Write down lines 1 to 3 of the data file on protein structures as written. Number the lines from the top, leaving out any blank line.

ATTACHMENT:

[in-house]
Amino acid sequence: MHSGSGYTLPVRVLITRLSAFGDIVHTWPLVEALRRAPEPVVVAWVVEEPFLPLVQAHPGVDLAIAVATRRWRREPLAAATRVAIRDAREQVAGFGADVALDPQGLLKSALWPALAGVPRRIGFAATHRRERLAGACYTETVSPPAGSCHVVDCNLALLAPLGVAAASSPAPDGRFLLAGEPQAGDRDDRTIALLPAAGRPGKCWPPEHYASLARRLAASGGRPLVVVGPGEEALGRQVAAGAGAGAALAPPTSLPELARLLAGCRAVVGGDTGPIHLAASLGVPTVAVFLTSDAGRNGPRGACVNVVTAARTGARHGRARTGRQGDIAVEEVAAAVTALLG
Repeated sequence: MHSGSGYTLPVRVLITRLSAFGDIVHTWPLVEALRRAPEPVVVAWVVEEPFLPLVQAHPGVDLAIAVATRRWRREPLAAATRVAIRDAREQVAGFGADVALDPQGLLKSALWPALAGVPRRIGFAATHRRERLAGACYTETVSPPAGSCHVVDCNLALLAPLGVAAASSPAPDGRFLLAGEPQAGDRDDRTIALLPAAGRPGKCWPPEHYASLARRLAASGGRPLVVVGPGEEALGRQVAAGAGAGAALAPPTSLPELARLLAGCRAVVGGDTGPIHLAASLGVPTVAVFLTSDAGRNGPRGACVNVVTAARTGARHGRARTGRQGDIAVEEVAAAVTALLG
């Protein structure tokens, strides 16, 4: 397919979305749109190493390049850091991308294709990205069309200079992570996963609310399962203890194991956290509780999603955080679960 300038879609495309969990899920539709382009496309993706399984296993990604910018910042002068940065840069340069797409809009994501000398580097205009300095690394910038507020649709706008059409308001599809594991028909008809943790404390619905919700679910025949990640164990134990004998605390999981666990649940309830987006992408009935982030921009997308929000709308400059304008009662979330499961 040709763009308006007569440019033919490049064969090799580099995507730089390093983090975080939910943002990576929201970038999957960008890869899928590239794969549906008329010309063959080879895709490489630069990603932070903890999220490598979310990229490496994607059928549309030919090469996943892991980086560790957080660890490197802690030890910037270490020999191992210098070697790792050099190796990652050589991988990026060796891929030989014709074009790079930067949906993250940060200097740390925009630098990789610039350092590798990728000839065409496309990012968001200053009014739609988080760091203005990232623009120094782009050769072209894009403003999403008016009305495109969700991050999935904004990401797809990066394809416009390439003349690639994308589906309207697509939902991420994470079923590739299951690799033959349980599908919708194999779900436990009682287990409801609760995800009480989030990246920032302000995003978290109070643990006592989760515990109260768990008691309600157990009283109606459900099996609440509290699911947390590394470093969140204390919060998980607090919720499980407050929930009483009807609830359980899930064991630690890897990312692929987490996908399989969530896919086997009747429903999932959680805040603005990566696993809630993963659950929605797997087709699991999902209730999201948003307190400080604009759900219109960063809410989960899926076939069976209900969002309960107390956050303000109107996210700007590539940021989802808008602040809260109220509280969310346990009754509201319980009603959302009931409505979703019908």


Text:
[in-house]
Amino acid sequence: MHSGSGYTLPVRVLITRLSAFGDIVHTWPLVEALRRAPEPVVVAWVVEEPFLPLVQAHPGVDLAIAVATRRWRREPLAAATRVAIRDAREQVAGFGADVALDPQGLLKSALWPALAGVPRRIGFAATHRRERLAGACYTETVSPPAGSCHVVDCNLALLAPLGVAAASSPAPDGRFLLAGEPQAGDRDDRTIALLPAAGRPGKCWPPEHYASLARRLAASGGRPLVVVGPGEEALGRQVAAGAGAGAALAPPTSLPELARLLAGCRAVVGGDTGPIHLAASLGVPTVAVFLTSDAGRNGPRGACVNVVTAARTGARHGRARTGRQGDIAVEEVAAAVTALLG
Repeated sequence: MHSGSGYTLPVRVLITRLSAFGDIVHTWPLVEALRRAPEPVVVAWVVEEPFLPLVQAHPGVDLAIAVATRRWRREPLAAATRVAIRDAREQVAGFGADVALDPQGLLKSALWPALAGVPRRIGFAATHRRERLAGACYTETVSPPAGSCHVVDCNLALLAPLGVAAASSPAPDGRFLLAGEPQAGDRDDRTIALLPAAGRPGKCWPPEHYASLARRLAASGGRPLVVVGPGEEALGRQVAAGAGAGAALAPPTSLPELARLLAGCRAVVGGDTGPIHLAASLGVPTVAVFLTSDAGRNGPRGACVNVVTAARTGARHGRARTGRQGDIAVEEVAAAVTALLG